International Professional Partnerships for Sierra Leone (IPPSL) brings skilled, cross-culturally experienced professionals from various countries to work in the government of Sierra Leone under the direction of public officials and assist in Sierra Leone’s hopeful renaissance.
As published in the Berkeley Law Transcript
by Andrew Cohen
Observers were surprised in September 2007 when Ernest Bai Koroma — the newly-elected president of Sierra Leone — appointed human rights activist Zainab Bangura as the small West African country’s Minister of Foreign Afairs. Some saw this as a first step in the political reform candidate Koroma had promised for one of the world’s least developed and most troubled nations. With one-third of educated Sierra Leoneans living abroad, Bangura contacted foreign colleagues to help bring international professionals to assist understaffed government ministries.
Among them were attorney Peter Maybarduk ’07, who had lived in Sierra Leone as the son of an American diplomat, and Boalt lecturer Jamie O’Connell, who had directed the University of Sierra Leone’s Human Rights Clinic. The two, plus Sierra Leonean and American partners, are developing a fellowship program to recruit talented individuals with cross-cultural experience.
“I knew Jamie from taking his Transitional Justice class a few years ago. he class spent a week on Sierra Leone, which of course had especially personal meaning for both of us.” says Maybarduk. “We’ve examined potential frameworks and pitfalls for this kind of program, and reached out to people who could help us make it work.”
Last year, they entered a proposal outlining a broad afiliation between Sierra Leone and UC Berkeley in the Big Ideas at Berkeley’s “Partnerships for Social Innovation” competition. It won a second-place prize of $6,000, enabling Maybarduk and graduating senior Ian Mountjoy to spend July 2008 in Freetown, Sierra Leone’s capital. There, they met with government officials, civil society professionals, and United Nations staff to pinpoint administrative needs, assess logistical issues, and determine the best structure for the program.
“Peter and Ian used the trip to Sierra Leone to get a deep understanding of the current situation there and build relationships that are proving critical to turning this program from a great idea into a real contribution to reform,” says O’Connell.
Government officials identified law, public policy, health, education, engineering, information technology, and accounting as areas of need.
Boalt participants may help with such tasks as drafting legal documents, promulgating regulations, and assisting in the development of policy proposals. Boalt has played a key role in launching the program.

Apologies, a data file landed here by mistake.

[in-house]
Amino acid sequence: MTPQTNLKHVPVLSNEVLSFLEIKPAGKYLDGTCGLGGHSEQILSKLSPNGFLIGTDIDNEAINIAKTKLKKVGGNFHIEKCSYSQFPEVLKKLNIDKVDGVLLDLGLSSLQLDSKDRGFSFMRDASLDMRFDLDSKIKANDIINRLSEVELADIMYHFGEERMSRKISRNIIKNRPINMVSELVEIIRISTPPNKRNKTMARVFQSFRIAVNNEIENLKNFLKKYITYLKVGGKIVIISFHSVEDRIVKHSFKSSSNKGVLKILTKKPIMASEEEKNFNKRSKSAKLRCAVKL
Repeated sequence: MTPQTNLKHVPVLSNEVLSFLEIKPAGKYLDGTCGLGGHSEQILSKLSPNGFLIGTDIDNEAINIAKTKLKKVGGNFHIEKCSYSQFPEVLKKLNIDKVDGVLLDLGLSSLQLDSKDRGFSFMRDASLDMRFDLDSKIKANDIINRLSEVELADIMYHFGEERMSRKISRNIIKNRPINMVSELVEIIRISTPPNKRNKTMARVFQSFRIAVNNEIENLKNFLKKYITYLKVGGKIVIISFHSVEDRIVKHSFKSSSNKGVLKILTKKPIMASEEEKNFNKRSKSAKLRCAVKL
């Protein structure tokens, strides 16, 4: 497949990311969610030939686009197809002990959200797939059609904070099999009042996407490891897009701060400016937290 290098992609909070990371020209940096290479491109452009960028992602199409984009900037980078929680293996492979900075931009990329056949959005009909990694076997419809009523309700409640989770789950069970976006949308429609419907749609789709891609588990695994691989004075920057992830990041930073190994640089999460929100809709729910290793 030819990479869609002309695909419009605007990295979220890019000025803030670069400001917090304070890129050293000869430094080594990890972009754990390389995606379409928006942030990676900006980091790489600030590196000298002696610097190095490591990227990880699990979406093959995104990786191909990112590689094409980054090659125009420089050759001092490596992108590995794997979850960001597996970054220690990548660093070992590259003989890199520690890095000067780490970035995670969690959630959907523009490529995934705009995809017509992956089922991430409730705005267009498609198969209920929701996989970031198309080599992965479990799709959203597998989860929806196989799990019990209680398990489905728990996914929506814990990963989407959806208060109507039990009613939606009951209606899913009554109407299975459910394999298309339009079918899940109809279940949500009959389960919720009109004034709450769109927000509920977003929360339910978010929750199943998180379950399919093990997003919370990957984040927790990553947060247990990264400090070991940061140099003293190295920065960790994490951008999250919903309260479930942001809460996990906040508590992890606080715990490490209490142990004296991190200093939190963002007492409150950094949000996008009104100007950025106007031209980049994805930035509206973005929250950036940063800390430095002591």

“Thanks to support from Dean Edley and the Miller Institute, the first fellows will arrive in Freetown in early fall,” Maybarduk says. “their vote of confidence is proving invaluable as we seek additional resources to send more fellows.”
Fellows will be selected for their diligence, self motivation, analytical skills, experience working across cultural or national boundaries, and temperament. Ideally, they’ll have worked in resource poor settings. Asa Solway ’09 joins the Ministry of Foreign Afairs this fall, with Kiywhanna Kellup ’09 and others expected to soon follow.
“We’re also looking for a healthy dose of humility,” says O’Connell. Fellows will learn about Sierra Leone’s culture and institutions, and be sensitive to their status as foreigners assisting a sovereign government. “You learn a bit about how to design institutions and legal processes in law school, but it’s far harder to help change real systems of governance, which are always bewilderingly complicated and deeply entrenched.”
While stability has returned to Sierra Leone following its brutal civil war of 1991 to 2002, colossal challenges remain. Maybarduk recognizes their magnitude, but believes an infusion of professional talent can make a contribution as one component of a broad effort to help the country surge forward. “One of the great things about a program like this is that it tends to attract exactly the sort of person you need,” he says. “Minister Bangura and our other partners in the Sierra Leonean government have asked us to recruit exceptional people, and that’s exactly what we’re doing.”